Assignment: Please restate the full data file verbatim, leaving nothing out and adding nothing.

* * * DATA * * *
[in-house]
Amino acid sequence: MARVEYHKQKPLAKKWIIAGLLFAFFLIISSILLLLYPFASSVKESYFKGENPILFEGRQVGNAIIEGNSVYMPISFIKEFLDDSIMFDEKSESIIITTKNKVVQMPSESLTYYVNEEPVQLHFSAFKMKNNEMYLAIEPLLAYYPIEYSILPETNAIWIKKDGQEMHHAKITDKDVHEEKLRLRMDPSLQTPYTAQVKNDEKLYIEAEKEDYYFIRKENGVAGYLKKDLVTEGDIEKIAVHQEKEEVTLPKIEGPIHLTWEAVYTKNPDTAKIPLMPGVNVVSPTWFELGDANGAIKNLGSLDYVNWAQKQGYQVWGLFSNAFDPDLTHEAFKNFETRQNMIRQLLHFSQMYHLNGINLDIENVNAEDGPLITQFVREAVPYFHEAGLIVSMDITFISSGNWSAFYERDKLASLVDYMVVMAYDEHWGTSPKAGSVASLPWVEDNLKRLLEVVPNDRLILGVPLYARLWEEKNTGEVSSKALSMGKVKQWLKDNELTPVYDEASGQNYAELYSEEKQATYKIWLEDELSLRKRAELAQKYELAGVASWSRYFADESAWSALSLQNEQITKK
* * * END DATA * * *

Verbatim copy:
[in-house]
Amino acid sequence: MARVEYHKQKPLAKKWIIAGLLFAFFLIISSILLLLYPFASSVKESYFKGENPILFEGRQVGNAIIEGNSVYMPISFIKEFLDDSIMFDEKSESIIITTKNKVVQMPSESLTYYVNEEPVQLHFSAFKMKNNEMYLAIEPLLAYYPIEYSILPETNAIWIKKDGQEMHHAKITDKDVHEEKLRLRMDPSLQTPYTAQVKNDEKLYIEAEKEDYYFIRKENGVAGYLKKDLVTEGDIEKIAVHQEKEEVTLPKIEGPIHLTWEAVYTKNPDTAKIPLMPGVNVVSPTWFELGDANGAIKNLGSLDYVNWAQKQGYQVWGLFSNAFDPDLTHEAFKNFETRQNMIRQLLHFSQMYHLNGINLDIENVNAEDGPLITQFVREAVPYFHEAGLIVSMDITFISSGNWSAFYERDKLASLVDYMVVMAYDEHWGTSPKAGSVASLPWVEDNLKRLLEVVPNDRLILGVPLYARLWEEKNTGEVSSKALSMGKVKQWLKDNELTPVYDEASGQNYAELYSEEKQATYKIWLEDELSLRKRAELAQKYELAGVASWSRYFADESAWSALSLQNEQITKK